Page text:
It was normal for Bowers to alternate between periods of working for a trucking company and then not working. Bowers told Darby that he made good money as a trucker but that he had to be on the road six days per week, so he often took time off and lived off his savings. When Bowers attacked the synagogue in 2018 he had been unemployed since 2017 and living off his savings. Bowers said this was typical, Darby testified.

Bowers spent around five years caring for his elderly grandfather, according to Darby. He even showed evidence of sophisticated abstract thought, sometimes using analogies to illustrate his points.

Darby said Bowers even had explanations for some of his past behavior that the defense experts described as suicidal. Bowers said he was fired from a bakery job in 2004 after 14 years for stealing money and, as a result, was going to lose his ability to stay in the apartment above the bakery for free. Bowers told Darby that he called the police and told them he was suicidal because he wanted to be admitted to a psychiatric hospital for a few days in order to figure out his next living situation.

Bowers also said that the burns on his arms were not from a suicide atttempt when he was 17 but from passing out after drinking grain alcohol and then accidentally setting his arm on fire with a cigarette. Bowers did acknowledge a fascination with starting fires and creating bombs as a child, but it typically involved going to a junkyard to blow things up with friends.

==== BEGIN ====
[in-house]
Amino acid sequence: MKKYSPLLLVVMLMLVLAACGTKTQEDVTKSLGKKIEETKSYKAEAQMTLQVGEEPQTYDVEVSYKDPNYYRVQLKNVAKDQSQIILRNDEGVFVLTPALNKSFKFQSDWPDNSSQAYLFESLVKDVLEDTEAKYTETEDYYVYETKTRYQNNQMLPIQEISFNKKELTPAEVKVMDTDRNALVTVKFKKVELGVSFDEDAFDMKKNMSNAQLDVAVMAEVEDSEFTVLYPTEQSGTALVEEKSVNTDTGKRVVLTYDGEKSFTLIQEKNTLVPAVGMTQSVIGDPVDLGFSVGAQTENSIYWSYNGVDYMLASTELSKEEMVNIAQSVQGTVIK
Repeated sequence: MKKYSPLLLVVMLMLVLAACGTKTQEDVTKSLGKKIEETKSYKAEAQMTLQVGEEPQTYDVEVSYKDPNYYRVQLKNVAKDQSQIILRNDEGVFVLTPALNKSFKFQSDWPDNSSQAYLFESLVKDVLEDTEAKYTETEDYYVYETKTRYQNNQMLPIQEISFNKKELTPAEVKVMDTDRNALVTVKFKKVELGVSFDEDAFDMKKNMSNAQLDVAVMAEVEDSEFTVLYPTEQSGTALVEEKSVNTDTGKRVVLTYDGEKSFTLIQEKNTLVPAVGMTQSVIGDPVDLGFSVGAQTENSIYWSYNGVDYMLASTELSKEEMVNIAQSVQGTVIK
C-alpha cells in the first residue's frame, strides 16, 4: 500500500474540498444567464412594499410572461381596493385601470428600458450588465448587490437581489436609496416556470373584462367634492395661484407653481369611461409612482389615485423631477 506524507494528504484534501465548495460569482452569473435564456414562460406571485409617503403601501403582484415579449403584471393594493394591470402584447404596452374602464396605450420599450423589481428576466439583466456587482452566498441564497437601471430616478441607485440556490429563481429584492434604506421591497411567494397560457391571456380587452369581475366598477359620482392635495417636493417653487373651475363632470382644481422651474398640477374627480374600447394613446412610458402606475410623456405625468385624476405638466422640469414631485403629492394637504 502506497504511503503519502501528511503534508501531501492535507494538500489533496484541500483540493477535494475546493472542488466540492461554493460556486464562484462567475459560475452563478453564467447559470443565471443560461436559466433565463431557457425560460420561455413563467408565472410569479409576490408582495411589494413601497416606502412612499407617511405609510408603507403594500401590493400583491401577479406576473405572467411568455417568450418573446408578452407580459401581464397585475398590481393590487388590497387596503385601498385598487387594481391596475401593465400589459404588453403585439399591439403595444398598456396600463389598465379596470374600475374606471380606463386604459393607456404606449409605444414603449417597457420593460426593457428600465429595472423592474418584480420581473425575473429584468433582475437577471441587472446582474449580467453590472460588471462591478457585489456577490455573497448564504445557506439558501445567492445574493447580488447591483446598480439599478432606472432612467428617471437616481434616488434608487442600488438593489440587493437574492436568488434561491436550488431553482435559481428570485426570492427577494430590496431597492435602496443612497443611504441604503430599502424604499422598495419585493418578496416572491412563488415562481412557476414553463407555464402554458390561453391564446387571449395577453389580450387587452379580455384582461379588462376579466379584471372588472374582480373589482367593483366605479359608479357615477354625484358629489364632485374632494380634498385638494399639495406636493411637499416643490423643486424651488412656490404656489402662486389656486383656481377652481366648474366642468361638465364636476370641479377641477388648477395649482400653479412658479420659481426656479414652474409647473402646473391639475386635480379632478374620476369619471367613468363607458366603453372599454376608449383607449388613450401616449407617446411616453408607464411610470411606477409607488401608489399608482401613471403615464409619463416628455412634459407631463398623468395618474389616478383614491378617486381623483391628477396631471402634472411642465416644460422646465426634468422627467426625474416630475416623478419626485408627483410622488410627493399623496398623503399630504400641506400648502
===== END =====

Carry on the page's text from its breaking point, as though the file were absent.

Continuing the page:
“It was never directed toward individuals, toward harming persons or animals, [but] just for fun to blow things up with,” Darby said Bowers told him. He also showed an interest in guns and cars in childhood.

It was only as an adult around 2016 that Bowers’ became passionate about his antisemitic and white supremacist beliefs, Darby said. These beliefs were not delusional, Darby said, because they were not specific to him. Bowers wasn’t personally being targeted by Jewish and immigration groups, he said, and Darby said “one of the core features” of delusions is that they are “personally salient.” Bowers’ mind didn’t self-generate these ideas, but instead Bowers said he researched his views on the internet and decided they were correct, Darby said. And he became most animated about discussing these ideas.

Bowers also began showing interest in Christianity around 2015 and briefly attended church because he identified as a conservative and saw that other conservatives held Christian views. But Darby said Bowers was able to differentiate his Biblical belief in the “end of days” and his belief in “white replacement theory,” and he said they were not connected in his mind.

Bowers’ thought about targeting the refugee resettlement group HIAS directly, but thought it would be difficult because it would have more security and would be logistically challenging to carry out in a different state. So he focused on the local synagogue Dor Hadash, which supported HIAS. He learned when Dor Hadash worshiped and formed goals for his attack: He wanted to stop Jews from supporting HIAS further and to create awareness about the white supremacist “great replacement theory,” which suggests that majority white nations are being targeted in hopes of replacing their residents with other groups.